- Since it’s a worship service, I try not to wear jingly bracelets or anything else that might cause distracting noise with movement. Oh, and don’t forget to silence your cell phone.
Do you have other tips for what to wear (or not to wear) to a memorial service? Or maybe you’d like to share a personal experience about dressing appropriately for a funeral. I’d love for you to join the conversation today.
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BEFORE YOU GO…
Regular readers, don’t forget to head over to Jodie’s Touch of Style to check out Jodie’s style tips for funerals, too. You’re going to love this gal!
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Blessed for My Day
Sometimes Job’s three friends get a bad rap. Yes, they said a lot of things to their grieving friend that would have best been not said. And we can learn from them what not to say at a funeral. A memorial service is no place for blame or pious platitudes or simplistic formulas for life.
But one thing Job’s friends got right. They showed up. That sat in Job’s grief with him. He didn’t have to grieve alone. And for seven days and nights they didn’t say a word. Don’t ever think that you have to say just the right thing to your grieving friend or family member. Most of the time all you have to do is show up.
Now when Job’s three friends heard of all this adversity that had come upon him, they came each one from his own place, Eliphaz the Temanite, Bildad the Shuhite and Zophar the Naamathite … Then they sat down on the ground with him for seven days and seven nights with no one speaking a word to him, for they saw that his pain was very great. ~ Job 2:11-13
23 thoughts on “What to Wear to a Funeral”
How fabulous that you met with Jodie and Rob! Meeting bloggers is so fantastic! Perfect outfit for a funeral btw. I wrote to Jodie earlier that it depends on the person who died what I wear.
Hi Nancy. Thanks. Yes, I agree with that for sure. Thanks for sharing! ?
You look very nice Kay! I have a couple of very different funeral experiences to share with you, but need to give some background first. We live on a private dirt road that is about 2 miles long, with maybe 11 families living on it, in a very rural area. When one of our neighbors wife died a few years ago, he had the funeral service at his home because he wanted her ashes put in the ground beside their dogs ashes. Then last October after a very tragic and sudden death of his grown son, Larry, brought his ashes up from FL, so that he could put them in the same little cemetery. One thing the attendees were asked to do was put a shovel of dirt over the ashes. I had never done that before when his wife died, but because I represented Larry & me, since he was down due to the chemo, I had to participate. That was a very tough thing to do! At his son’s service, my Larry did it. The modes of transportation to get to our neighbors home consisted of four wheelers, side by sides, golf carts, and vehicles. Most everyone had on jeans or very casual clothes, with appropriate shoes for standing in his yard. None of the ladies had on dresses or dress clothes. Side note: there are 7 Larry’s on our road. Have a great day!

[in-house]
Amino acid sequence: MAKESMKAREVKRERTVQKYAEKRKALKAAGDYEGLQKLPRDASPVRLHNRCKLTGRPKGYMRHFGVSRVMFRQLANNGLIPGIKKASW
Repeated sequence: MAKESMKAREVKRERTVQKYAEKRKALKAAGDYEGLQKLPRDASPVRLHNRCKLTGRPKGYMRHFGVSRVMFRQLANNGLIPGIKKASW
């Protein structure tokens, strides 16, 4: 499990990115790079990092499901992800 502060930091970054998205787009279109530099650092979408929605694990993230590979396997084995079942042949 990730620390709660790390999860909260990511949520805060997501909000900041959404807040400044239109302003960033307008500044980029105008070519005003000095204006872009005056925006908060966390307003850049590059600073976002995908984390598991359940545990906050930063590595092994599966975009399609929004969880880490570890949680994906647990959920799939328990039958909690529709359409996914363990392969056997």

Thanks for sharing that unique story, Ginger. Yes, there are definitely always exceptions. For instance I know if families who have lost a child and had everyone wear purple t-shirts and release purple balloons into the air. Thanks for sharing! ?
One of my nieces passed away 7 months ago after a long battle with cancer. She chronicled her journey through a Facebook page, Hope Against Hope. She was full of faith and always looking to and pointing to Jesus. At her Celebration of Life, we, family and close friends, wore matching t-shirts sharing her Hope Against Hope message. That was planned by my niece, Kaitlyn, as was the whole celebration.
Yes! I love memorials like that. Full of hope and celebration but also closure. Every situation is different. And I think that’s part of why it’s sometimes hard for us to know what to wear. But we can certainly appreciate when we are told by the family what is appropriate and appreciated. Thanks for sharing Teri.
Hi Kay, I just love reading how you think about things like this. And it is so important to think about the family and where the funeral is going to be and all of those different details about it.